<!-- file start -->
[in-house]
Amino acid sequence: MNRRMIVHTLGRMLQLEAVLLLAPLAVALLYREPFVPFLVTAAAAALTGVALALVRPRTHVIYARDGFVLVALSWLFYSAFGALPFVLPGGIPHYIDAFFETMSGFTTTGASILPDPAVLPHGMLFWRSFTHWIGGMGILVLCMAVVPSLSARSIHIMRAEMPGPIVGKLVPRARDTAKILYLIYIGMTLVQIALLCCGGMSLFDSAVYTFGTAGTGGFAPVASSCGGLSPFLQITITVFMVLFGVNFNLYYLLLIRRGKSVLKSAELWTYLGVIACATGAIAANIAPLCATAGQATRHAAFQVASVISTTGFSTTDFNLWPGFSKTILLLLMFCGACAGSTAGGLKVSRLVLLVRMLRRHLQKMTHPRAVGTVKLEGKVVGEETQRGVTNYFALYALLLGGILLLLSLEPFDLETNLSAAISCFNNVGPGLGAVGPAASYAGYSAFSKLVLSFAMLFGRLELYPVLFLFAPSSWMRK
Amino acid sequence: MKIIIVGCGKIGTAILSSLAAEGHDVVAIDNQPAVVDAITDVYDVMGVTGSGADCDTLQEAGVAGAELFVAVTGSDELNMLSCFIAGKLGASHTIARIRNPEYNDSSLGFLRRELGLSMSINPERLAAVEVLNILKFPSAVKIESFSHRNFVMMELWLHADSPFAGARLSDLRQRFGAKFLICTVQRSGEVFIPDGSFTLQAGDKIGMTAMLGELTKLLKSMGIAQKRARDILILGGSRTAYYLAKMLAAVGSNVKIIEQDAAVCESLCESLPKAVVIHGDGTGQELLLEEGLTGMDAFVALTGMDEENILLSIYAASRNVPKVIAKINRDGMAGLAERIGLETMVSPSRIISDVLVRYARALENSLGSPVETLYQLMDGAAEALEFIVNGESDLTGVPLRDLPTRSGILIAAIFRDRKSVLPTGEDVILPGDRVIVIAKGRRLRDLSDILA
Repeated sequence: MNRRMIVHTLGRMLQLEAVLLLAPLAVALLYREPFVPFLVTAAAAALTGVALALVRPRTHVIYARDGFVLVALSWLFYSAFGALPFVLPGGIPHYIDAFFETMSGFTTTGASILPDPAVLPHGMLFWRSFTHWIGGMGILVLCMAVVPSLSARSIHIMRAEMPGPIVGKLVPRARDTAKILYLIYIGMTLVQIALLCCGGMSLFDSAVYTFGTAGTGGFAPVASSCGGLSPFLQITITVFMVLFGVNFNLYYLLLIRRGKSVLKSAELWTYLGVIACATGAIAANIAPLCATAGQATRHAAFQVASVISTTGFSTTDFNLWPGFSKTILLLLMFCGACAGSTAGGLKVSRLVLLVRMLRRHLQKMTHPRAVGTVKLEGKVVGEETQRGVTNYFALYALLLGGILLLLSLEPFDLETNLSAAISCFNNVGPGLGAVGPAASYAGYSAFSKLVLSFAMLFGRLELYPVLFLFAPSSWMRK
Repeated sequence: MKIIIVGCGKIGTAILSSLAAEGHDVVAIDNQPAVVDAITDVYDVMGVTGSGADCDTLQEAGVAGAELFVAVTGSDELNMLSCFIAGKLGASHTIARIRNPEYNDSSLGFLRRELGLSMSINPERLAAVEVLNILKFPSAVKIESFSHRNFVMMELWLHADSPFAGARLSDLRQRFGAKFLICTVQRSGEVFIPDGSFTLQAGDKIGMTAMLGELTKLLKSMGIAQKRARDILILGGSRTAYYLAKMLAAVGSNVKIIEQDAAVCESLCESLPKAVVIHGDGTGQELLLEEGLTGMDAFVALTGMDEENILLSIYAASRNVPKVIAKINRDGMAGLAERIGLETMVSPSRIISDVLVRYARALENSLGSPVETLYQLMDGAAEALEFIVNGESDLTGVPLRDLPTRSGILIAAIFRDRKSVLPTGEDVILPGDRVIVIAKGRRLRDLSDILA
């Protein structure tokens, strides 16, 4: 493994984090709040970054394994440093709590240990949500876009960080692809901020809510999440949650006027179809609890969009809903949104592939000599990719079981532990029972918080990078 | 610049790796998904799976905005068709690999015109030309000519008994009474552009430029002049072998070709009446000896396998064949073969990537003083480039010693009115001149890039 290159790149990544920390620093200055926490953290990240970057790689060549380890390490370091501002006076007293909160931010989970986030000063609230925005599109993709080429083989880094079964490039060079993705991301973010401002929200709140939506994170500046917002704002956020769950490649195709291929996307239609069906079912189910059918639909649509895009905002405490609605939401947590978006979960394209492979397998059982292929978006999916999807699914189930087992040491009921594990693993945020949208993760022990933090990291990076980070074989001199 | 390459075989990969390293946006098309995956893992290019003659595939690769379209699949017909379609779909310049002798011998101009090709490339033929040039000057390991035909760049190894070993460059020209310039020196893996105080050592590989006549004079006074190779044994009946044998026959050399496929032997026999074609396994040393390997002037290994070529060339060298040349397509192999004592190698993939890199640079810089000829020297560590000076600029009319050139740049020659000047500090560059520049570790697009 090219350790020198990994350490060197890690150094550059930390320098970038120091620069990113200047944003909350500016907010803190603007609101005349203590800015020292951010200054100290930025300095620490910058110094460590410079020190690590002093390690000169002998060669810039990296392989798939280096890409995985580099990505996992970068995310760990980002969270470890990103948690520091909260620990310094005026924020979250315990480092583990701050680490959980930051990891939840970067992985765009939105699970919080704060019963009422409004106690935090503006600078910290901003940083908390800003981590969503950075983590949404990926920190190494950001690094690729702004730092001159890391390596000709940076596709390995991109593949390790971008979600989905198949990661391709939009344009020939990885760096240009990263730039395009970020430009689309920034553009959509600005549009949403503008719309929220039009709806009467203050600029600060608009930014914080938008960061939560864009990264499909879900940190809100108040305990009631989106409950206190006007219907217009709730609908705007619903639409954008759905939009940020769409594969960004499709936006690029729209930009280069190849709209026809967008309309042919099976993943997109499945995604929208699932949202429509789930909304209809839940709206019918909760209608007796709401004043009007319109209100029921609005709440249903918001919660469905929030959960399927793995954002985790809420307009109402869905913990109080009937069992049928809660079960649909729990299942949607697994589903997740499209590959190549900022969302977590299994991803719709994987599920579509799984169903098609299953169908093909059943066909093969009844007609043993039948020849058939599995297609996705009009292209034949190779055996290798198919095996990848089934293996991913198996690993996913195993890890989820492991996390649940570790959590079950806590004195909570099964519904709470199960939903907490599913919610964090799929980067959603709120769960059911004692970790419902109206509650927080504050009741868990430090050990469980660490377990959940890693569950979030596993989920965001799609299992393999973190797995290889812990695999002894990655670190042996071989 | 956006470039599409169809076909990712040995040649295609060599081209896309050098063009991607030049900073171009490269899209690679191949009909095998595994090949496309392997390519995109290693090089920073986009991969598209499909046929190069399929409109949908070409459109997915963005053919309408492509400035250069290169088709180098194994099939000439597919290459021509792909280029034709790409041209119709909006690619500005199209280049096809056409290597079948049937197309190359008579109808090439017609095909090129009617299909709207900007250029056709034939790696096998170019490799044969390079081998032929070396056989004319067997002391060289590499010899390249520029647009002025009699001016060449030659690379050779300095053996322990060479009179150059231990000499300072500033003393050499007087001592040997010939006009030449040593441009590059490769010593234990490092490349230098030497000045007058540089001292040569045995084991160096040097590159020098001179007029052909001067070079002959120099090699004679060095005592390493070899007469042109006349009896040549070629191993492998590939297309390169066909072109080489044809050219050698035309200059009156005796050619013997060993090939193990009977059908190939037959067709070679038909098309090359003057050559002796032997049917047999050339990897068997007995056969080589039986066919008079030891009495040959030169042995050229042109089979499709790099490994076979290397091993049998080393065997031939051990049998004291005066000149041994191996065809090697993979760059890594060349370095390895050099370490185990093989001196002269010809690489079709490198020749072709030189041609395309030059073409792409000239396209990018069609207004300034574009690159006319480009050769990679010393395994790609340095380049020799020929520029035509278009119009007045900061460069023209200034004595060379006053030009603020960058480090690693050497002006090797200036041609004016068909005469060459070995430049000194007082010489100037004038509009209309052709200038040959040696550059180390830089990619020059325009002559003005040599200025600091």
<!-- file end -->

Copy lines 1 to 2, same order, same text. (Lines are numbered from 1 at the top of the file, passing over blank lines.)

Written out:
[in-house]
Amino acid sequence: MNRRMIVHTLGRMLQLEAVLLLAPLAVALLYREPFVPFLVTAAAAALTGVALALVRPRTHVIYARDGFVLVALSWLFYSAFGALPFVLPGGIPHYIDAFFETMSGFTTTGASILPDPAVLPHGMLFWRSFTHWIGGMGILVLCMAVVPSLSARSIHIMRAEMPGPIVGKLVPRARDTAKILYLIYIGMTLVQIALLCCGGMSLFDSAVYTFGTAGTGGFAPVASSCGGLSPFLQITITVFMVLFGVNFNLYYLLLIRRGKSVLKSAELWTYLGVIACATGAIAANIAPLCATAGQATRHAAFQVASVISTTGFSTTDFNLWPGFSKTILLLLMFCGACAGSTAGGLKVSRLVLLVRMLRRHLQKMTHPRAVGTVKLEGKVVGEETQRGVTNYFALYALLLGGILLLLSLEPFDLETNLSAAISCFNNVGPGLGAVGPAASYAGYSAFSKLVLSFAMLFGRLELYPVLFLFAPSSWMRK